The 119th Indiana General Assembly is now in session at the Indiana Statehouse.

The 119th Indiana General Assembly is now in session at the Indiana Statehouse.

2015 Legislative bills to watch 

The 119th Indiana General Assembly convened Jan. 12. The only order of business that is mandatory in this session is establishing the next biennial budget. There are also a few other bills that will capture — and keep — the attention of mainstream media, such as school funding. While all of those bills are important, NUVO has compiled a list of legislative bills we believe are of interest to our readership. Some could have a positive or negative impact. Some reflect the issues NUVO is dedicated to exploring like environmental or social justice issues. And some are just plain quirky. So here are the bills on NUVO’s list of 2015 LEGISLATIVE BILLS TO WATCH, each with a brief explainer on why they’ll be of interest.

Senate Bills

SB 6 (Sen. Ron Alting) - Makes it a Class B infraction to possess, purchase, sell, offer to sell, or use powdered or crystalline alcohol. Establishes exceptions.

Powdered alcohol, or Palcohol, is not available for purchase on the open market yet. It is expected to be commercially available later this spring. However, in anticipation of this new product states like Ohio, New York and now Indiana are trying to make it illegal.

SB 9 (Sen. Brent Steele) - Provides that a probationer or parolee may be subject to search or seizure by a law enforcement officer at any time, as long as the search or seizure is not arbitrary, capricious, or conducted solely for the purpose of harassment.

If a random search cannot be for the purpose of harassment — or is simply arbitrary — why take out the probable cause clause?

SB 14 (Sen. Lonnie Randolph) - Authorizes a county, city, or town to establish or designate an agency to act for the county, city, or town as a local air pollution control agency. Requires the commissioner of the department of environmental management to enter into a contract with a county, city, or town air pollution control agency that is willing to enter into the contract.

More people paying attention to air pollution is always a good thing.

SB 15 – (Sen. Lonnie Randolph) - Prohibits an employer from using a consumer report for employment purposes unless certain conditions apply. Allows a consumer to bring a civil action against an employer for a violation of this provision.

Using someone’s financial literacy or in some cases illiteracy against them when determining employment shouldn’t be allowed. Looks like this bill aims to change that.

SB 27 (Sen. Dennis Kruse) - Imposes civil penalties on railroad corporations for obstructions of grade crossings that exceed 10 minutes. Provides that the civil penalties are in addition to any judgments for infractions.

This bill made me laugh. Sounds like someone is a little impatient waiting for trains to go by.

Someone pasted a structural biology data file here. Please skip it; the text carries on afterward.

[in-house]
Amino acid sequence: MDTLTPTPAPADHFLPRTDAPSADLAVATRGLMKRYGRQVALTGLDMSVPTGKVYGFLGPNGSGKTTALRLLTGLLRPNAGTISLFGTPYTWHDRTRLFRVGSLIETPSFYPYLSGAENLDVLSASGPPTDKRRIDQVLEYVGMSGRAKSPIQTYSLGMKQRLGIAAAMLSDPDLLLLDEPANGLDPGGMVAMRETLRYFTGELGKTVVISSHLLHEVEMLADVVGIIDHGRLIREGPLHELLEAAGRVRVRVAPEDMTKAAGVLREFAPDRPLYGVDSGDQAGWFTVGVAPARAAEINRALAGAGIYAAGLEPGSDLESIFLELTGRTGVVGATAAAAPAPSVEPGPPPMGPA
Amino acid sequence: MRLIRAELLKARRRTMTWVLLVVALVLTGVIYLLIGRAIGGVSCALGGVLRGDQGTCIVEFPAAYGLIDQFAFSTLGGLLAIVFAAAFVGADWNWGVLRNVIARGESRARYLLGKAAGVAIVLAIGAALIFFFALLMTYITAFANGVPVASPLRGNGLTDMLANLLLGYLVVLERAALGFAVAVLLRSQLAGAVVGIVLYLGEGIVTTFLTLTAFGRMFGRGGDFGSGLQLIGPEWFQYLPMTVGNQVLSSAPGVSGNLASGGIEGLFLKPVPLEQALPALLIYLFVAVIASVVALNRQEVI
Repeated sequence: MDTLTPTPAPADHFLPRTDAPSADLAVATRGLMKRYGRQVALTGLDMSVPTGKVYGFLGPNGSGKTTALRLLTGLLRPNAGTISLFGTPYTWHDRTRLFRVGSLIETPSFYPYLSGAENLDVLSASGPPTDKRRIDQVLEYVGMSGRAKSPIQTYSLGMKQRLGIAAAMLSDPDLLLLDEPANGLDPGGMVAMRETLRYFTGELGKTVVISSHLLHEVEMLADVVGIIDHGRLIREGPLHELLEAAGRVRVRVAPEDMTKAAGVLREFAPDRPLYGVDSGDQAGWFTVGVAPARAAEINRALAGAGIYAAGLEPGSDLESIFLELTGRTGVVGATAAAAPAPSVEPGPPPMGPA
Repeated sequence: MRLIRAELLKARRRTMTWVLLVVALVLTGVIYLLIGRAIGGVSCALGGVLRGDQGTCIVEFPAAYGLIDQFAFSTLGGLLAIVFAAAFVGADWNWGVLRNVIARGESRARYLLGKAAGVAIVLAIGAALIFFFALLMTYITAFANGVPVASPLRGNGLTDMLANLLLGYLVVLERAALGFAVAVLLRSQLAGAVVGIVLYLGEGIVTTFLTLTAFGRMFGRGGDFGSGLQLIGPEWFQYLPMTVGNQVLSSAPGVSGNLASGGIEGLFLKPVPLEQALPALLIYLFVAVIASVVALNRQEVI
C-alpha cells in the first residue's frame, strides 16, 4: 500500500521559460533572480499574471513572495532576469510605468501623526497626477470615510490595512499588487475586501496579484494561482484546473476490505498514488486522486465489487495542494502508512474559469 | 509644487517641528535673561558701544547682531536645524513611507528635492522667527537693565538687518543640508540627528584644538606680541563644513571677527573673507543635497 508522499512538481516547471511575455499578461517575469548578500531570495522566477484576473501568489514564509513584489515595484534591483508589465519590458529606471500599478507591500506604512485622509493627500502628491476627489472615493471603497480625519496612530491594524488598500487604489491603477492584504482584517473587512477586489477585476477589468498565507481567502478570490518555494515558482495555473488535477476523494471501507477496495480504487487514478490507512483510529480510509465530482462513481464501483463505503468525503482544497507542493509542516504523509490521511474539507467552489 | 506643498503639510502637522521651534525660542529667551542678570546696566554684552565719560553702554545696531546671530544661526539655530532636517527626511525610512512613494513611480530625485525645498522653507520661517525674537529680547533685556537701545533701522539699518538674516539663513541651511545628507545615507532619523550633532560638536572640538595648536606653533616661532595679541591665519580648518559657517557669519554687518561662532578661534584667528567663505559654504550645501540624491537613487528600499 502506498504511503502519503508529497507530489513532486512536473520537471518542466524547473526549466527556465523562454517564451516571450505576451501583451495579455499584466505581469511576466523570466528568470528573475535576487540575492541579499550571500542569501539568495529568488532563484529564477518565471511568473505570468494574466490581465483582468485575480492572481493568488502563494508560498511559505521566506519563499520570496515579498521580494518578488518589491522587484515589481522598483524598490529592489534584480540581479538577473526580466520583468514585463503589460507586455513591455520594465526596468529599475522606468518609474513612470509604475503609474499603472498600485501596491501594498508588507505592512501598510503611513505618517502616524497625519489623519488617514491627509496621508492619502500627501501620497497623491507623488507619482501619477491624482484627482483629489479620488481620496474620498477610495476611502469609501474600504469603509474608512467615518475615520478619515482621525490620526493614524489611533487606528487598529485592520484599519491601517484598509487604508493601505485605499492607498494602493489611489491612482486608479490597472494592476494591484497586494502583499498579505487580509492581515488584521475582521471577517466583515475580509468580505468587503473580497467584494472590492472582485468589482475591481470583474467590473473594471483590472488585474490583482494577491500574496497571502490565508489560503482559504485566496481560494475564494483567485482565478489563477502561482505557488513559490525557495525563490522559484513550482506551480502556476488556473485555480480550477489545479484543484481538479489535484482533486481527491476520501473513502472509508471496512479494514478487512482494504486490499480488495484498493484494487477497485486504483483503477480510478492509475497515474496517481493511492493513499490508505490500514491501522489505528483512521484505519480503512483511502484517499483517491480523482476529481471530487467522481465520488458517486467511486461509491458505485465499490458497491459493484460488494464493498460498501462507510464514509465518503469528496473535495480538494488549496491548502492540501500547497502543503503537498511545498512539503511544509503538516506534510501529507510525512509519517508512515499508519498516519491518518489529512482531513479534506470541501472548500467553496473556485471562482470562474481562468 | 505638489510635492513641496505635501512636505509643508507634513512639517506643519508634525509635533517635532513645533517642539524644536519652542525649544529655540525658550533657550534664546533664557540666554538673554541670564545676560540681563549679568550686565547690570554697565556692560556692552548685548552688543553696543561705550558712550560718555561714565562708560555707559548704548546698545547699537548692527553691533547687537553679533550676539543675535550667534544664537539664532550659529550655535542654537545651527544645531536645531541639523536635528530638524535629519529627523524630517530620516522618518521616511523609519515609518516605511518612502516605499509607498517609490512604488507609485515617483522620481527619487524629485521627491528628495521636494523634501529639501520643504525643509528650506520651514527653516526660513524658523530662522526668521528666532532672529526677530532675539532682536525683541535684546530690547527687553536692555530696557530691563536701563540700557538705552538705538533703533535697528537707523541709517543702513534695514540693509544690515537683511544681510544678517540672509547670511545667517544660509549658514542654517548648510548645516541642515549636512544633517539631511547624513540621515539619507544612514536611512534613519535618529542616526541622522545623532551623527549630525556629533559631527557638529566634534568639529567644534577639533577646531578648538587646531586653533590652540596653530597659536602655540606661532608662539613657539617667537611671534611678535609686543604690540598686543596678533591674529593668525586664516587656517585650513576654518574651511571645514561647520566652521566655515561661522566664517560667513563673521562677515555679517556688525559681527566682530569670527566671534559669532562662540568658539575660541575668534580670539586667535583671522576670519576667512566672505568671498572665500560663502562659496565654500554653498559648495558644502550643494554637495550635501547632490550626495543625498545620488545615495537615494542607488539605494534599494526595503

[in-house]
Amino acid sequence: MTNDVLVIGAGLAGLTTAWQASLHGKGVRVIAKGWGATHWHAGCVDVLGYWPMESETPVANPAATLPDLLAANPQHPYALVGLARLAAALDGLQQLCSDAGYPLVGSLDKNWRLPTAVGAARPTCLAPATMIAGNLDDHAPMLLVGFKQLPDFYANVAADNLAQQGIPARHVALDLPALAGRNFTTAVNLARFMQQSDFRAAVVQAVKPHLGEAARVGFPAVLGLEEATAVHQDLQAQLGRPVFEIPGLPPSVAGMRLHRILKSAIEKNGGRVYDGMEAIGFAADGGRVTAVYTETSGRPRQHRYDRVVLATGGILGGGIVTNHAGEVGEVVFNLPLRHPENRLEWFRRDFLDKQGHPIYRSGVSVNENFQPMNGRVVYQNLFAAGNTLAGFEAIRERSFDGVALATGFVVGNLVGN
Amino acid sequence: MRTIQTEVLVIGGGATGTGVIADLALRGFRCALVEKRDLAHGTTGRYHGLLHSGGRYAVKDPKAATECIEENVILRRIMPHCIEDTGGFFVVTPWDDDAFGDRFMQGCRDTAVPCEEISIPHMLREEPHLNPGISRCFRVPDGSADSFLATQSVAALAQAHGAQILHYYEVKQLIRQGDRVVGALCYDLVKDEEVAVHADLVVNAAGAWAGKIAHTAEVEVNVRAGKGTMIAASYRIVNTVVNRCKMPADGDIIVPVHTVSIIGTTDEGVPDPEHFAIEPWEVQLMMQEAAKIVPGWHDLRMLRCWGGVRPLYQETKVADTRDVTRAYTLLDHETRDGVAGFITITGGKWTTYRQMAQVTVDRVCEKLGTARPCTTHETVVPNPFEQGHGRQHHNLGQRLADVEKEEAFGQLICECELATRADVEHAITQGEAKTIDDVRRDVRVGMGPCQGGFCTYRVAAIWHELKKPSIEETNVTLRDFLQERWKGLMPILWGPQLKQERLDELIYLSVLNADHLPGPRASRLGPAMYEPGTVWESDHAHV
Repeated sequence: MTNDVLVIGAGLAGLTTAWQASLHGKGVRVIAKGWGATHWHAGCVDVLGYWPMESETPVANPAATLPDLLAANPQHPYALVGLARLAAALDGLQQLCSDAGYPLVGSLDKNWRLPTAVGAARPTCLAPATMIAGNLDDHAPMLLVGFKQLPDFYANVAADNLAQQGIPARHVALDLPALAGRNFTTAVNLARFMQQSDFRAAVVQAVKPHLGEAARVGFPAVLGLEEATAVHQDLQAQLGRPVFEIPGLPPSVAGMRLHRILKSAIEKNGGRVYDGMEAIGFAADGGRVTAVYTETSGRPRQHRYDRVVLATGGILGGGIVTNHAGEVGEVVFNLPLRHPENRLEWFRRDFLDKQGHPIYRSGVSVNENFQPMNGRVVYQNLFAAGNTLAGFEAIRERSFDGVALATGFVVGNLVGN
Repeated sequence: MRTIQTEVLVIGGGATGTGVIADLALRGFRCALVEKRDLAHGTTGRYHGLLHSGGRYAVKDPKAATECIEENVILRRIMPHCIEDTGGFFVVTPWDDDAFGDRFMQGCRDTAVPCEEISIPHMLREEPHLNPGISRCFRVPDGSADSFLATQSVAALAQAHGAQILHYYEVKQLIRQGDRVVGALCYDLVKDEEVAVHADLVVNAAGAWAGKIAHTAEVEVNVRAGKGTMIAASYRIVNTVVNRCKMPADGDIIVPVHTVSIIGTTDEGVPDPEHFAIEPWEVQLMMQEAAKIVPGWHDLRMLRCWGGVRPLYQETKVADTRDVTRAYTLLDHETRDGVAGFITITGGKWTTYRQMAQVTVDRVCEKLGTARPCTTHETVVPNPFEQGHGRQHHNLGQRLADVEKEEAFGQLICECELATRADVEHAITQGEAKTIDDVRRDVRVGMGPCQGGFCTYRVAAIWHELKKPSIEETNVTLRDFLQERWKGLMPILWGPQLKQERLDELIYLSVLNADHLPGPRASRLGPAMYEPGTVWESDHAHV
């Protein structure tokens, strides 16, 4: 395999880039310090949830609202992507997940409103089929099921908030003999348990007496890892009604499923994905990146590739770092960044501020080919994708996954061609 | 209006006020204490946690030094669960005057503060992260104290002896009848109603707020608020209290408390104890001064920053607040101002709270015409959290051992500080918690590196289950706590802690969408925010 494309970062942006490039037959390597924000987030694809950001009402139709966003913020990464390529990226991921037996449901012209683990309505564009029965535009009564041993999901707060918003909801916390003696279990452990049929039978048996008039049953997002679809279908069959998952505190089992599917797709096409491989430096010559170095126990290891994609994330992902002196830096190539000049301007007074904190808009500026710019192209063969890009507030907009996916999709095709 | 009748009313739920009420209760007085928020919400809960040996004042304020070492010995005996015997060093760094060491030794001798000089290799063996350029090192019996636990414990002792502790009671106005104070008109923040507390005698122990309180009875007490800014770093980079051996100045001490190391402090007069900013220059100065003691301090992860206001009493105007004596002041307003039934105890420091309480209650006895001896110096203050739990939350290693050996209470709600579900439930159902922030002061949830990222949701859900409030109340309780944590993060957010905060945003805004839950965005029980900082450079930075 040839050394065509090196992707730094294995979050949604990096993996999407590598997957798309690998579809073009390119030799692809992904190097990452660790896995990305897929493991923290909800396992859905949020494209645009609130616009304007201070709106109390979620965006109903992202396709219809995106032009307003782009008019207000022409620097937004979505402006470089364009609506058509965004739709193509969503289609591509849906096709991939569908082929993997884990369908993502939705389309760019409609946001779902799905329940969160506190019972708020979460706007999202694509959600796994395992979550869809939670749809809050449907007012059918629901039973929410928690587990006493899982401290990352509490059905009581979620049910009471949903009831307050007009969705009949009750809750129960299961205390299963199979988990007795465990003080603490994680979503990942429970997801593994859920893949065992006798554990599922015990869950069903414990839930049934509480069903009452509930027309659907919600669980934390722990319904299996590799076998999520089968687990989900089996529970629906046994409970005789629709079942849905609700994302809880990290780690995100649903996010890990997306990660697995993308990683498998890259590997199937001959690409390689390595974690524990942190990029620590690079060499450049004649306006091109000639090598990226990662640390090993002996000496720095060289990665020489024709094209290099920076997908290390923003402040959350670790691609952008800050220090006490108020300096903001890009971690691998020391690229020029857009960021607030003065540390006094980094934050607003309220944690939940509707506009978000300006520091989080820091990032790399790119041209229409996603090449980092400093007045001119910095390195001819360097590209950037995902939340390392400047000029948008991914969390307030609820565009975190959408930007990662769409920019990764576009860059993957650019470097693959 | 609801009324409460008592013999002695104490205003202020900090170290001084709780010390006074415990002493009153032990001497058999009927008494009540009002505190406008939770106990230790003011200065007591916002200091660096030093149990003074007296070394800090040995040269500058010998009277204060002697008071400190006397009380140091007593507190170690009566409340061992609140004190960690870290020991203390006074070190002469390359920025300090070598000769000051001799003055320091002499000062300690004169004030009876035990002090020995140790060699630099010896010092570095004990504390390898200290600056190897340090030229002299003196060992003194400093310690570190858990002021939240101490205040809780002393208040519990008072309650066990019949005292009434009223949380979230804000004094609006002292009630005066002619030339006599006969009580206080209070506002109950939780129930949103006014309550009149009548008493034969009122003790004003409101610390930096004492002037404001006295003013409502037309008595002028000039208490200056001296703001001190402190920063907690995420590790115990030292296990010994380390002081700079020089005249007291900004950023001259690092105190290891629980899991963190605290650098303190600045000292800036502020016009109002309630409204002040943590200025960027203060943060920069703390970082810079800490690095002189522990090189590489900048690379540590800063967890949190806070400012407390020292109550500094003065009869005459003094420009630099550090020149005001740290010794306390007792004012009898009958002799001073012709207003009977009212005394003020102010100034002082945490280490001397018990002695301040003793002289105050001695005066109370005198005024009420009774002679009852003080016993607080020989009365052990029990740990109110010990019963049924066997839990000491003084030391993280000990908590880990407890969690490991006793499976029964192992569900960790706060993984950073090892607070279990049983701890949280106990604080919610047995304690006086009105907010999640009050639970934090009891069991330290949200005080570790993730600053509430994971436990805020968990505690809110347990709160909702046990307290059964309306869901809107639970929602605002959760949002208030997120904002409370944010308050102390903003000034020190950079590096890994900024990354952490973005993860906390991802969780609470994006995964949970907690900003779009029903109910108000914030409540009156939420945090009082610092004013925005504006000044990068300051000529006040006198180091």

SB 28 (Sen. Dennis Kruse) - Requires the written part of an examination for a learner's permit or driver's license be in English. Prohibits an applicant from using a translator to take the written part of the examination.

SB 342 (Sen. Earline Rogers) – Requires the bureau of motor vehicles to conduct in certain foreign languages the testing and demonstration of ability to operate a motor vehicle.

Watching these two bills progress will show just how the general assembly views those Hoosiers whose native language is not English.

SB 38 (Sens. Brent Steele and Mike Delph) - Provides that a court may not apply, enforce, or grant comity, res judicata, claim preclusion, or issue preclusion to a foreign law, ruling, or judgment if doing so would violate the fundamental liberties, rights, and privileges guaranteed by the Constitution of the United States or the Constitution of the State of Indiana.

While I can imagine some situations where this would be a positive to Hoosiers (like divorced parents who normally would lose certain rights to their child in an international custody battle), the track records of the bill’s authors give some pause for concern.

SB 41 (Sen. Karen Tallian) - Increases the state minimum wage from $7.25 to $10.10.

Hopefully minimum wage discussions will begin to get some traction in this state.

SB 44 (Sen. Jean Breaux) - Provides that: (1) it is an unlawful employment practice to pay wages that discriminate based on sex, race, or national origin for the same or equivalent jobs; and (2) the civil rights commission has jurisdiction for investigation and resolution of complaints of these employment actions.

Anti-discrimination and equal pay? Sounds good to me!

SB 54 (Sen. Brent Steele) - Allows the holder of an artisan distiller's permit to: (1) sell liquor for carryout on Sunday; and (2) upon approval, conduct business at three additional locations that are separate from the premises on which the artisan distiller manufactures liquor.

Separates establishments like Hotel Tango Whiskey from your average liquor stores and allows them to grow as a business. Sounds like a good plan!

SB 64 (Sen. John Broden) - Allows a notary public to solemnize a marriage.

Anyone can be a notary public if they have $11.22 and can buy a $5000 insurance bond (which is often covered by their employer). Notary publics are often in car sales, accounts payable, or banking offices.

SB 114 (Sens. Philip Boots and Mark Stoops) - Designates the elegant sea lily (Elegantocrinus hemisphaericus) as the official state fossil of Indiana.

I know we have a state bird, animal, and pie … but a fossil?

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About The Author

Amber Stearns

Amber Stearns

Amber Stearns was born, raised, and educated right here in Indianapolis. She holds a B.S. in Communications from the University of Indianapolis (1995). Following a 20-year career in radio news in Indiana, Amber joined NUVO as News Editor in 2014.

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